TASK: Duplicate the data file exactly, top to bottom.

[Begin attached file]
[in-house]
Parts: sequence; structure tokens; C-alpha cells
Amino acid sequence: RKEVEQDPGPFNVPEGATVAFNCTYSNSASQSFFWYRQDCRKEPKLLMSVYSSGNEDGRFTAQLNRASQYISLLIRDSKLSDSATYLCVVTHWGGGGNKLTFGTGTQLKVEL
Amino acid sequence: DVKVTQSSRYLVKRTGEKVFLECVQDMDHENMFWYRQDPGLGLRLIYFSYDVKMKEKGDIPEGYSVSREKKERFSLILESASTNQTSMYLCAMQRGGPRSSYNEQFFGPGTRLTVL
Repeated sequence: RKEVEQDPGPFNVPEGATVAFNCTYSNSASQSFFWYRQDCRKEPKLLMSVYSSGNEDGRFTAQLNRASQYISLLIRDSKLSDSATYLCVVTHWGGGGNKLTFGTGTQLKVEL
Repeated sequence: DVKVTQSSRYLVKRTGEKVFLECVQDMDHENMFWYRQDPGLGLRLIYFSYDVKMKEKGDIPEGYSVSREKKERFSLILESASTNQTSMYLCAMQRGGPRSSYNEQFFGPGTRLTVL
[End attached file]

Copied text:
[in-house]
Parts: sequence; structure tokens; C-alpha cells
Amino acid sequence: RKEVEQDPGPFNVPEGATVAFNCTYSNSASQSFFWYRQDCRKEPKLLMSVYSSGNEDGRFTAQLNRASQYISLLIRDSKLSDSATYLCVVTHWGGGGNKLTFGTGTQLKVEL
Amino acid sequence: DVKVTQSSRYLVKRTGEKVFLECVQDMDHENMFWYRQDPGLGLRLIYFSYDVKMKEKGDIPEGYSVSREKKERFSLILESASTNQTSMYLCAMQRGGPRSSYNEQFFGPGTRLTVL
Repeated sequence: RKEVEQDPGPFNVPEGATVAFNCTYSNSASQSFFWYRQDCRKEPKLLMSVYSSGNEDGRFTAQLNRASQYISLLIRDSKLSDSATYLCVVTHWGGGGNKLTFGTGTQLKVEL
Repeated sequence: DVKVTQSSRYLVKRTGEKVFLECVQDMDHENMFWYRQDPGLGLRLIYFSYDVKMKEKGDIPEGYSVSREKKERFSLILESASTNQTSMYLCAMQRGGPRSSYNEQFFGPGTRLTVL